En Route: Rails to Whales

Over 1,800 miles from Jasper, Alberta, to Hudson Bay

The Rails to Whales crew on some portage rails.


By Greg Petry

Adam Maxwell, 24; Jake Bendal, 21; and Ryan Ritter, 23, are currently paddling over 1,800 miles from Jasper, Alberta, to Hudson Bay at Churchill, Manitoba, on the thrift. You might not think an 80-day, 1,800 mile paddling trip would be inexpensive, but it is if you’re doing it the way The Rails to Whales 2012 Expedition team is: They took the train.

The expedition started on May 13th when the team drove from Duluth, Minnesota to Winnipeg, Manitoba, where they took a train to Jasper, Alberta. That’s the “rails” part. Their plan: Paddle 1,873 miles via the Athabasca, La Biche, Beaver and Churchill rivers to “the polar bear capitol of the world” Churchill, Manitoba. By estimate, they have about 20 more days on the water until they reach the Hudson Bay.

Team Rails to Whales formed originally as Adam, and Ryan, who wanted to plan an economically feasible canoe trip into wild country. Jake jumped on board a couple days after meeting Adam, and is the sole kayaker.

“I wanted to get up into the tundra, but I wanted to keep it affordable. That was the idea behind this trip. Train in. Train out. No plane tickets to buy,” says Adam. “It’s significantly cheaper than flying.”

As carry-ons , they had one 18-foot Wenonah Champlain canoe, a 14-foot Prijon kayak, and three 85-110 lbs. Duluth packs. Once their gear was off the train in Jasper, they had a river to find. “We knew it flowed through Jasper,” says Adam. “But we didn’t know exactly where.”

The Athabasca River’s source is glacial melt water from the Columbia Glacier in Jasper National Park. The team put in and took her currents 450 miles down river then labored upriver on the La Biche River. “We were maybe able to paddle a mile and a half an hour,” Adam says. “Then we got into Lac La Biche, [and] then we got onto the Beaver River—basically 360 miles of free-range cattle country. Not a premier canoe river…”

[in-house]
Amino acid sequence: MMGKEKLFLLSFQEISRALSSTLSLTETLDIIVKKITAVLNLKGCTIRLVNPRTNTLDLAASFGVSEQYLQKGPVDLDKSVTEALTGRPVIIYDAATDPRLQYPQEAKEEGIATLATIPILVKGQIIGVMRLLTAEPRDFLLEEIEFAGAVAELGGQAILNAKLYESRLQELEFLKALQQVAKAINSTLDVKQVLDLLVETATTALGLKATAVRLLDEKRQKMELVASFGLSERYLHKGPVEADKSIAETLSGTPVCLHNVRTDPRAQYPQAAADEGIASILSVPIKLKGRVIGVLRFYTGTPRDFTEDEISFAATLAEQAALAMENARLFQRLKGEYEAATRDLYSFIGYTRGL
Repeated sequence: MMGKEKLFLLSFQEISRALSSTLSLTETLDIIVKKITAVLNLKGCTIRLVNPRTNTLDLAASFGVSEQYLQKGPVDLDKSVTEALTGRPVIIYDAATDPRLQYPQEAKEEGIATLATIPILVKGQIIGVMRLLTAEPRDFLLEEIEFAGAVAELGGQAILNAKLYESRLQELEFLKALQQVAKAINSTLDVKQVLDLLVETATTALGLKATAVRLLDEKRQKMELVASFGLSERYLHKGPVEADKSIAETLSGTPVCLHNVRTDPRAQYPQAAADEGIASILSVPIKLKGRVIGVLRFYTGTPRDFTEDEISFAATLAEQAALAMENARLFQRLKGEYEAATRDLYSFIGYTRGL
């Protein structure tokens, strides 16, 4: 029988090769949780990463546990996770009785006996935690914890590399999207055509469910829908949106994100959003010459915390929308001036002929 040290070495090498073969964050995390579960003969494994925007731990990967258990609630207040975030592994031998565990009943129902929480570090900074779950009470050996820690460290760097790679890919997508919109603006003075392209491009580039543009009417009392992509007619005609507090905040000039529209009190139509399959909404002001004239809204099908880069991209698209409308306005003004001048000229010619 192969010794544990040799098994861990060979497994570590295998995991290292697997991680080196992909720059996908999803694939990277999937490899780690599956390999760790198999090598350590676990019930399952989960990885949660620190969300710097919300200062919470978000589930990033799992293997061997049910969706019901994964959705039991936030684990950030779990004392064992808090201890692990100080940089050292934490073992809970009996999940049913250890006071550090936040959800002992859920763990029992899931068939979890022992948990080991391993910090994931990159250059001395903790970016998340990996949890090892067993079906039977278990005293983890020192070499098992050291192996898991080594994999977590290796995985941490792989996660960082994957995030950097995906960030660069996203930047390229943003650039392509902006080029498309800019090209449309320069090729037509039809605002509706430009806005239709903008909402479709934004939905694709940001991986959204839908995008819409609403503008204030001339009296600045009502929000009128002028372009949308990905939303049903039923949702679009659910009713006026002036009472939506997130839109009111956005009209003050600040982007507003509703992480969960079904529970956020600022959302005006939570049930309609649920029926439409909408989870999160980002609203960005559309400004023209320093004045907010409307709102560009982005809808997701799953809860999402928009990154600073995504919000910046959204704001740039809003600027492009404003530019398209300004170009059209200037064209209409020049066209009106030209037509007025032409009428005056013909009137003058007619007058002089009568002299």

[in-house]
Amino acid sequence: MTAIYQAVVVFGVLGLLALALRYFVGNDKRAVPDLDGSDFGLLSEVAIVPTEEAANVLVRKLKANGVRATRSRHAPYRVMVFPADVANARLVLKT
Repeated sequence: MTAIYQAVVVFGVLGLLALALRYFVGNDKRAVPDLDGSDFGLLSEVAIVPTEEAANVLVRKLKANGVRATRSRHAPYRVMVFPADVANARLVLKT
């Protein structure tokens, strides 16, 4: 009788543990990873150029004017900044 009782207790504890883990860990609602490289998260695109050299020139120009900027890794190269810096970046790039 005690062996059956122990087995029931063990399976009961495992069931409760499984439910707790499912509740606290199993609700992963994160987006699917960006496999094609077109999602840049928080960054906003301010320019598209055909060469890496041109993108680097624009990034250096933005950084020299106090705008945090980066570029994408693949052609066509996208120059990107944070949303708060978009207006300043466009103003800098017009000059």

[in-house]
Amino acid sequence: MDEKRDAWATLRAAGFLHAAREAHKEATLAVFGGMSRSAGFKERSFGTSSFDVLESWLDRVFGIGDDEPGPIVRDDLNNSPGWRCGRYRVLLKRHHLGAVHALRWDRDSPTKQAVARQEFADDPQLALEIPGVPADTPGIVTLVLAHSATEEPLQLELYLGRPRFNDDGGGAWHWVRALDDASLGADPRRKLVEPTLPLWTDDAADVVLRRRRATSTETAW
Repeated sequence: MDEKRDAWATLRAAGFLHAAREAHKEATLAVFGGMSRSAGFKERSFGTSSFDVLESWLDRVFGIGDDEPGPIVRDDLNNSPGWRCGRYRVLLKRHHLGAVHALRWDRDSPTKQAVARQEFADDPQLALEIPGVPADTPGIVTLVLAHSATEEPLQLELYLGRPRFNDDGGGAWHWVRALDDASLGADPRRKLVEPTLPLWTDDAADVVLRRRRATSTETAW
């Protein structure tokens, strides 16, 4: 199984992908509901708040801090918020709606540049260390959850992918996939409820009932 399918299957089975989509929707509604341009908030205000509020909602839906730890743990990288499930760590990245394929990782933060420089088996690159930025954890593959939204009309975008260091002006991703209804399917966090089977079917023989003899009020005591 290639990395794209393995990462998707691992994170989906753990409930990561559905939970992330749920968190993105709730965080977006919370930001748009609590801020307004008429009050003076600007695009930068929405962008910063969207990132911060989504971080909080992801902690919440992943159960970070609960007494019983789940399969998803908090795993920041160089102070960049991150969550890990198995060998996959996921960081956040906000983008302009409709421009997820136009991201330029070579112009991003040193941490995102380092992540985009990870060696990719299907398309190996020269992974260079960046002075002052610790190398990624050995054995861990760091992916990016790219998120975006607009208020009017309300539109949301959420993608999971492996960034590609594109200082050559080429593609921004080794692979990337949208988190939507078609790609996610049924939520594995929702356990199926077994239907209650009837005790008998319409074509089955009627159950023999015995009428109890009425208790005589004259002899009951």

The trip has gone pretty smoothly so far. “The toughest part was the Beaver, because it was so easy, such mundane paddling. It’s been really, really nice on the Churchill, and the river’s really wild,” Adam says.

They’ve been on the Churchill for over a month. In the first 20 days of their adventure they logged 1000 miles. “Now we’re taking our time a little bit more and really enjoying what it has to offer,” Adam says. “The first couple weeks were 14 hour days.”

When asked about paddling with mixed watercraft Adam noted, “The canoe and kayak are pretty comparable. The kayak does better in the wind. Group dynamics have been nice too…decision-making is much easier with an odd number. It’s always 2 against 1.”

Keep up with the Rails to Whales crew and view a slideshow on their website, canoe2012.wix.com.

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  • Matt S.

    I just tried doing a Google maps directions between the staring point and ending point, to see if it would offer up the bird-flight mileage. Nope. Did not compute. In other words, you can’t get there from here.

    It’s nice to get off the grid.

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